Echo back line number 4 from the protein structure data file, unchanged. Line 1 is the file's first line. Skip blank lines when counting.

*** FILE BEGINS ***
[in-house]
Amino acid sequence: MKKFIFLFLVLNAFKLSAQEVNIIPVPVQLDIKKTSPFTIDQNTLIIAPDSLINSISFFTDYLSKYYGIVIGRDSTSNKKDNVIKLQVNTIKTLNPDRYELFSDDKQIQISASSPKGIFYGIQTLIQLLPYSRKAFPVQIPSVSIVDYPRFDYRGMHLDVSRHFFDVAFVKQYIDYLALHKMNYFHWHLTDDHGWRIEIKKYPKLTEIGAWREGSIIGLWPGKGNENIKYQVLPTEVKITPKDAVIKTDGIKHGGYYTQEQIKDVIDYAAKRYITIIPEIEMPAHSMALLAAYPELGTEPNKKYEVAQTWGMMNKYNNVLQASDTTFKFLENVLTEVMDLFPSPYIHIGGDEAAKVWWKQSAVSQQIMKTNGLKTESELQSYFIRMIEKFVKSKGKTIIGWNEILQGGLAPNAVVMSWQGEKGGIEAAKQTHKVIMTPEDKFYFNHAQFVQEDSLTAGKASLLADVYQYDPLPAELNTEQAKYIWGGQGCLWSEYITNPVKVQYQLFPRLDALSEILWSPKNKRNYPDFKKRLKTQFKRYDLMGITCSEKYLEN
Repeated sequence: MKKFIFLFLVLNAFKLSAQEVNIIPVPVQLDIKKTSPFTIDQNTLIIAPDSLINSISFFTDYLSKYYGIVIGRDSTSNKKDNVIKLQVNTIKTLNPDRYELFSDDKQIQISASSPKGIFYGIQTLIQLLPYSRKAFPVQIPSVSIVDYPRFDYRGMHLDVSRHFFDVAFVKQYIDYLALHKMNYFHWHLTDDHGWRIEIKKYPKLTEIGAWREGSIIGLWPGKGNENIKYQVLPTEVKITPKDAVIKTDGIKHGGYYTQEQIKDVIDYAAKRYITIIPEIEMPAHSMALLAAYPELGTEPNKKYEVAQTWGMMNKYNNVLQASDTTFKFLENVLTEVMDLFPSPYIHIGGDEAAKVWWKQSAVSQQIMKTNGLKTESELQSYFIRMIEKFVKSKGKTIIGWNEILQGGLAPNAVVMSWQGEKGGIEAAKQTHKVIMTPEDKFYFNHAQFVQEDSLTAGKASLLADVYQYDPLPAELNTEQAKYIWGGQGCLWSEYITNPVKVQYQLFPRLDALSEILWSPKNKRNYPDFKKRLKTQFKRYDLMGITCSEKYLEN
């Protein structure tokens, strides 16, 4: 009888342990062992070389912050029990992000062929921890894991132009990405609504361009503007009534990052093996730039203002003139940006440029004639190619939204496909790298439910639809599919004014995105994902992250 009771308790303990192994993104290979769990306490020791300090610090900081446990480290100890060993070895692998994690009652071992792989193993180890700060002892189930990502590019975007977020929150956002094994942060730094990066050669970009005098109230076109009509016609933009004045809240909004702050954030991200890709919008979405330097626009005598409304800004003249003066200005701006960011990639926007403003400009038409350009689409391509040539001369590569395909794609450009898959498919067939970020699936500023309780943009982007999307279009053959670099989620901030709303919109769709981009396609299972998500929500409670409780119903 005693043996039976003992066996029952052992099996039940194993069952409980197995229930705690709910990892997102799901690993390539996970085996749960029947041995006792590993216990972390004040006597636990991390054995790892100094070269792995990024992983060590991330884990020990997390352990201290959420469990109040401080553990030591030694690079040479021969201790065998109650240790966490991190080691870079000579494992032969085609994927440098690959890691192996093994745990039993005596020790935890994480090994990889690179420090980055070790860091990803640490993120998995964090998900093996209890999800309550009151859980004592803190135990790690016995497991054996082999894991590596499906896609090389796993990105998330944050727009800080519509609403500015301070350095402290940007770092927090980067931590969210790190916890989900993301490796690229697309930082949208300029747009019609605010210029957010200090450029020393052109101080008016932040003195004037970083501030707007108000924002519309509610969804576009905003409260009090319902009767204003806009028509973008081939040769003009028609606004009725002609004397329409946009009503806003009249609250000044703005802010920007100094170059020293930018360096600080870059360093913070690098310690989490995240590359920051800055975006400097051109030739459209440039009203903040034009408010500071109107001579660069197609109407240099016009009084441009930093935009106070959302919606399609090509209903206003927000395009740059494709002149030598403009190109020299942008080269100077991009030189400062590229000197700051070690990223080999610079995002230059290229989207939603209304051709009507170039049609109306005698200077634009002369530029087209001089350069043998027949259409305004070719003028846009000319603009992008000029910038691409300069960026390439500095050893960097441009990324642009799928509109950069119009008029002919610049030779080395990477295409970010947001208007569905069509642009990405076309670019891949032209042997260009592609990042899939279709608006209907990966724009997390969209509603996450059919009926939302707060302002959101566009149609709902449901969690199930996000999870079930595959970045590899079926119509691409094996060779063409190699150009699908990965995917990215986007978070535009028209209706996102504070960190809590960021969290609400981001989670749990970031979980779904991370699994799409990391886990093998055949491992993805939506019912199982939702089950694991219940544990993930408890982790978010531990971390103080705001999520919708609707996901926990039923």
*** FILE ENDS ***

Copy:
């Protein structure tokens, strides 16, 4: 009888342990062992070389912050029990992000062929921890894991132009990405609504361009503007009534990052093996730039203002003139940006440029004639190619939204496909790298439910639809599919004014995105994902992250 009771308790303990192994993104290979769990306490020791300090610090900081446990480290100890060993070895692998994690009652071992792989193993180890700060002892189930990502590019975007977020929150956002094994942060730094990066050669970009005098109230076109009509016609933009004045809240909004702050954030991200890709919008979405330097626009005598409304800004003249003066200005701006960011990639926007403003400009038409350009689409391509040539001369590569395909794609450009898959498919067939970020699936500023309780943009982007999307279009053959670099989620901030709303919109769709981009396609299972998500929500409670409780119903 005693043996039976003992066996029952052992099996039940194993069952409980197995229930705690709910990892997102799901690993390539996970085996749960029947041995006792590993216990972390004040006597636990991390054995790892100094070269792995990024992983060590991330884990020990997390352990201290959420469990109040401080553990030591030694690079040479021969201790065998109650240790966490991190080691870079000579494992032969085609994927440098690959890691192996093994745990039993005596020790935890994480090994990889690179420090980055070790860091990803640490993120998995964090998900093996209890999800309550009151859980004592803190135990790690016995497991054996082999894991590596499906896609090389796993990105998330944050727009800080519509609403500015301070350095402290940007770092927090980067931590969210790190916890989900993301490796690229697309930082949208300029747009019609605010210029957010200090450029020393052109101080008016932040003195004037970083501030707007108000924002519309509610969804576009905003409260009090319902009767204003806009028509973008081939040769003009028609606004009725002609004397329409946009009503806003009249609250000044703005802010920007100094170059020293930018360096600080870059360093913070690098310690989490995240590359920051800055975006400097051109030739459209440039009203903040034009408010500071109107001579660069197609109407240099016009009084441009930093935009106070959302919606399609090509209903206003927000395009740059494709002149030598403009190109020299942008080269100077991009030189400062590229000197700051070690990223080999610079995002230059290229989207939603209304051709009507170039049609109306005698200077634009002369530029087209001089350069043998027949259409305004070719003028846009000319603009992008000029910038691409300069960026390439500095050893960097441009990324642009799928509109950069119009008029002919610049030779080395990477295409970010947001208007569905069509642009990405076309670019891949032209042997260009592609990042899939279709608006209907990966724009997390969209509603996450059919009926939302707060302002959101566009149609709902449901969690199930996000999870079930595959970045590899079926119509691409094996060779063409190699150009699908990965995917990215986007978070535009028209209706996102504070960190809590960021969290609400981001989670749990970031979980779904991370699994799409990391886990093998055949491992993805939506019912199982939702089950694991219940544990993930408890982790978010531990971390103080705001999520919708609707996901926990039923």